Engine Repair and Pensacola both sputter, but the Shakespeare’s Globe’s double bill is spectacular!
Twelfth Night & Richard III (5 stars)
Small Engine Repair (3 stars)
The Commons of Pensacola (2 stars)
Sublime, delicious and thrilling – what puny adjectives to describe the Shakespeare’s Globe repertory productions of Twelfth Night and Richard III, perfectly ensconced in the Belasco Theatre through the holidays and into the New Year. Directed with crisp alacrity and a sharp eye for detail by Tim Carroll, the star of both these riveting productions is, of course, Mark Rylance, the former Artistic Director of Shakespeare’s Globe, whose acting genius cannot be overstated. A two-time Tony winner for Boeing, Boeing and Jerusalem, Rylance is as dazzling as the love-struck Olivia in Twelfth Night as he is as the evil, manipulative killer, Richard III. Both are completely unique and unexpected portrayals on opposite ends of the acting spectrum, pulled off with flair and style by an ever-resourceful Rylance. The truly wondrous thing about the Shakespeare’s Globe productions is how The Bard’s words resonate so clearly and easily through the expertise of the cast. There’s nothing like hearing Shakespeare performed by Brit’s and both Twelfth Night and Richard III are master classes in how it should be done. Additionally, it’s hugely rewarding to see the all male repertory company essaying such a variety of roles in these two productions. A prime example is Samuel Barnett (The History Boys) whose fiercely protective Queen Elizabeth in Richard III is the antithesis of his romantic Viola in Twelfth Night. Both are riveting and Barnett’s natural, heartfelt turns are a revelation. Finally, that every aspect of these two plays is informed by a desire for Elizabethan authenticity (costuming, settings, musicians, etc.) only provides copious icing for an already rich cake. Truly the dramatic highlight of the season, a chance to see Rylance and company in Twelfth Night and Richard III is a chance to see Shakespeare at his zenith.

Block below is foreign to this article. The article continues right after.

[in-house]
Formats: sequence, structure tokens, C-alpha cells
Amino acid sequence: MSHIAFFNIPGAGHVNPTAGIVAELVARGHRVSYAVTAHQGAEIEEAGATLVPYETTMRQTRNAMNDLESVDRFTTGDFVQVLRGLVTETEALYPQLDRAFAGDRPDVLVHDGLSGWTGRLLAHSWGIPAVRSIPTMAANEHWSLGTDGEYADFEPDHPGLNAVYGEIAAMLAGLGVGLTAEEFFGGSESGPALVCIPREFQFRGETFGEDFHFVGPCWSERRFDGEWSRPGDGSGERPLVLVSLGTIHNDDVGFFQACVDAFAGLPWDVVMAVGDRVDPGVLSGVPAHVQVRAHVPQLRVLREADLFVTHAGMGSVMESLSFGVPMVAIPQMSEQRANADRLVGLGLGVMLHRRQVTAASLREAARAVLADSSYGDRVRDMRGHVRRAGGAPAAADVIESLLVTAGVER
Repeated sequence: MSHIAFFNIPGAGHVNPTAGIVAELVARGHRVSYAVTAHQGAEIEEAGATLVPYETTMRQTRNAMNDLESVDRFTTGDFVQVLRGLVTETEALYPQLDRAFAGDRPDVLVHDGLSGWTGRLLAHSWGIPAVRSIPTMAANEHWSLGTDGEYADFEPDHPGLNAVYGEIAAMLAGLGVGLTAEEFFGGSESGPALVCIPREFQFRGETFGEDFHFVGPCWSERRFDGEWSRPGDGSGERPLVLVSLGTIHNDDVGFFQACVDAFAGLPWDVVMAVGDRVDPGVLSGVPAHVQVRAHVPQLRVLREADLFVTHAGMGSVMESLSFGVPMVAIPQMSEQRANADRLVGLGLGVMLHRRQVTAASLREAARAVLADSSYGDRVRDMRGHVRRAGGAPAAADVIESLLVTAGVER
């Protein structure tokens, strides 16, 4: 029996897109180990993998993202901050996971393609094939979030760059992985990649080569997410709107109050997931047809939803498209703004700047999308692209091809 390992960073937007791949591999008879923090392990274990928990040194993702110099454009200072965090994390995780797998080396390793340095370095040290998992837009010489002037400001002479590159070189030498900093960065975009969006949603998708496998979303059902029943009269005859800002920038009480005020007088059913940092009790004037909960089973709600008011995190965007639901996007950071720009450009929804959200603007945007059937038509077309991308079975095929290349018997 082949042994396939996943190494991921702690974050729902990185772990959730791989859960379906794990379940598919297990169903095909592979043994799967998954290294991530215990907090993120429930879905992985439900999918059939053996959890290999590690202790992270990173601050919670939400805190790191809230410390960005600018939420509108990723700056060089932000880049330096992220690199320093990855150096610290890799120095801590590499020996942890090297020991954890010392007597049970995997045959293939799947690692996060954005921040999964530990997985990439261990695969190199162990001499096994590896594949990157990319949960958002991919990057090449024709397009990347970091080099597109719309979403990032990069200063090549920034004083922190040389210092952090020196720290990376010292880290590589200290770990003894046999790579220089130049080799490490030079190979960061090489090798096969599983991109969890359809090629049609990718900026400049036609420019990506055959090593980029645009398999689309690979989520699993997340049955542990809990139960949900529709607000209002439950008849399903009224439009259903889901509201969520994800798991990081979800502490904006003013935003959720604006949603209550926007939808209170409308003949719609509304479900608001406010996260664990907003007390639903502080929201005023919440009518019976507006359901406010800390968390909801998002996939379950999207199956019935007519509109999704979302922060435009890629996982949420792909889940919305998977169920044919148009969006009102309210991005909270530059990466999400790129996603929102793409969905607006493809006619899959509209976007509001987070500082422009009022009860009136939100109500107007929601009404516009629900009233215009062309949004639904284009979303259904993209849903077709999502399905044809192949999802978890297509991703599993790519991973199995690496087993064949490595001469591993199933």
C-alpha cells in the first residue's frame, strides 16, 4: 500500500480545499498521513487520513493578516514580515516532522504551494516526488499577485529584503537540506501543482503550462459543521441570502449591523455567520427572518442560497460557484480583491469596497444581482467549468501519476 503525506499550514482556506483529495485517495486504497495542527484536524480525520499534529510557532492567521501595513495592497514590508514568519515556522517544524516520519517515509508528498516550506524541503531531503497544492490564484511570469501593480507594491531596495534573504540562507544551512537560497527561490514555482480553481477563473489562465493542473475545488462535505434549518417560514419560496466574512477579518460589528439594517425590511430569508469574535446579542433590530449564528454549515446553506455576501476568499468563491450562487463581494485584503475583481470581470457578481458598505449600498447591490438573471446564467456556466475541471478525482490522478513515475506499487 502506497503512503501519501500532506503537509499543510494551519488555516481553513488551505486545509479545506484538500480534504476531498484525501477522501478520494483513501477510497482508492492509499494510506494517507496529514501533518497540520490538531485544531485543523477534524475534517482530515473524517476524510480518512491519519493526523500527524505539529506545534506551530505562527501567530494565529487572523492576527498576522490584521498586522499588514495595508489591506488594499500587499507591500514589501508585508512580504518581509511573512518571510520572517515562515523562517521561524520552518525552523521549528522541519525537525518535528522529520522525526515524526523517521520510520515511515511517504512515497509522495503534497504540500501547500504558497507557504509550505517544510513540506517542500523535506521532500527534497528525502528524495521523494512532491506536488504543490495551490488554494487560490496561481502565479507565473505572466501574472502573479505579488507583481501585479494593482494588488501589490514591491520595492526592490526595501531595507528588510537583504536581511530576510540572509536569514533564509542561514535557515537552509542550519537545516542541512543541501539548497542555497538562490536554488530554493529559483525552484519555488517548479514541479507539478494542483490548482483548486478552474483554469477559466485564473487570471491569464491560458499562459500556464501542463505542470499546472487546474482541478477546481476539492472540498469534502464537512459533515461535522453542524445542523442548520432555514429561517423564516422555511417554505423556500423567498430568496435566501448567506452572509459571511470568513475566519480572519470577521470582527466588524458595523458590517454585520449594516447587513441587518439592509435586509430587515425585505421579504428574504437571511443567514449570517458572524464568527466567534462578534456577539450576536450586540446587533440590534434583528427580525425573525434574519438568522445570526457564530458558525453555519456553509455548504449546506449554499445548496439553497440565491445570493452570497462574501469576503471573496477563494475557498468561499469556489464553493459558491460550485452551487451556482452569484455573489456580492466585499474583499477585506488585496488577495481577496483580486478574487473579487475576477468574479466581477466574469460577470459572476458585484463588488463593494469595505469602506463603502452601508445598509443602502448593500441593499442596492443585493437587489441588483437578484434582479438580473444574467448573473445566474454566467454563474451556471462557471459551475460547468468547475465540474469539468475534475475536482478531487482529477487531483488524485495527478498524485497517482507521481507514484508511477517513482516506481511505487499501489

Anytime a play comes to New York boasting theatrical awards from Los Angeles, a ‘red flag’ should automatically go up and John Pollono’s Small Engine Repair being staged by MCC is no exception. To be fair, Pollono’s play is certainly better than most, though it does bear the whiff of starting life as a screenplay and only overcomes its contrivances due to the charisma of its cast. That cast, smoothly directed by Jo Bonney, is led by Pollono who’s actually quite good playing ‘Frank,’ a middle aged mechanic and single-father who’s rounded up a couple of childhood friends for a reunion that becomes more a test of their friendship than any of them could have imagined. Frank’s friends, Packie and Swaino, are played by James Ransone and James Badge Dale (the son of Grover Dale and Anita Morris, for all you musical theatre fans) who engage in caustic, foul-mouthed banter with each other for the majority of the 75-minute running time until Small Engine Repair takes a surprising turn and retribution is achieved. It’s to Pollono’s credit that the humanity and helplessness of his characters are able to overcome their banal, macho posturing.
Based on MTC’s The Commons of Pensacola, actress Amanda Peet shouldn’t waste a moment in returning to her acting career. Given a first-rate production directed by Lynne Meadow and starring Blythe Danner and Sarah Jessica Parker – both of whom are terrific, even as they’re trying to get blood out of a stone – Pensacola is ostensibly a drama about what happens to the family of an embezzler like Bernard Madoff. It’s a good idea, though Steven Levenson’s The Unavoidable Disappearance of Tom Durnin mined similar terrain last spring with far better results. Peet’s script is clunky but it’s understandable why Danner and Parker thought it might be a vehicle for them to work together again following Sylvia in 1995. Too bad they didn’t wait a bit longer.
Twelfth Night & Richard III will play through February 2 at the Belasco (111 W 44th St, ShakespeareOnBroadway.com). MCC’s Small Engine Repair plays through December 8 at the Lucille Lortel (121 Christopher St, MCCTheater.org). The Commons of Pensacola will play through January 26 (131 W 55th St, ManhattanTheatreClub.com).